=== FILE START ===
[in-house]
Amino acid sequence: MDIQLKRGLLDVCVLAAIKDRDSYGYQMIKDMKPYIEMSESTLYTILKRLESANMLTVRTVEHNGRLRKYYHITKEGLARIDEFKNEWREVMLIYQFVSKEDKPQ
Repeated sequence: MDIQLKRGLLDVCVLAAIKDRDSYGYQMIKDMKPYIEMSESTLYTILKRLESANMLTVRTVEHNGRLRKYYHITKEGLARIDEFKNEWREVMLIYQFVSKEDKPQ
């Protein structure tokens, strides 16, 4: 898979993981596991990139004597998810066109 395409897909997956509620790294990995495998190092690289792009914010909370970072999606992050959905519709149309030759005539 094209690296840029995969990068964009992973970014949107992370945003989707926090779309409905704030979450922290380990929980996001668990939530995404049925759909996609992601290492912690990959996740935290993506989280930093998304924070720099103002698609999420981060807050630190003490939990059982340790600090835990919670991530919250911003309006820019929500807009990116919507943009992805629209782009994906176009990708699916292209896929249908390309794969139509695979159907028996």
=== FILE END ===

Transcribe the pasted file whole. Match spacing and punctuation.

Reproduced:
[in-house]
Amino acid sequence: MDIQLKRGLLDVCVLAAIKDRDSYGYQMIKDMKPYIEMSESTLYTILKRLESANMLTVRTVEHNGRLRKYYHITKEGLARIDEFKNEWREVMLIYQFVSKEDKPQ
Repeated sequence: MDIQLKRGLLDVCVLAAIKDRDSYGYQMIKDMKPYIEMSESTLYTILKRLESANMLTVRTVEHNGRLRKYYHITKEGLARIDEFKNEWREVMLIYQFVSKEDKPQ
């Protein structure tokens, strides 16, 4: 898979993981596991990139004597998810066109 395409897909997956509620790294990995495998190092690289792009914010909370970072999606992050959905519709149309030759005539 094209690296840029995969990068964009992973970014949107992370945003989707926090779309409905704030979450922290380990929980996001668990939530995404049925759909996609992601290492912690990959996740935290993506989280930093998304924070720099103002698609999420981060807050630190003490939990059982340790600090835990919670991530919250911003309006820019929500807009990116919507943009992805629209782009994906176009990708699916292209896929249908390309794969139509695979159907028996």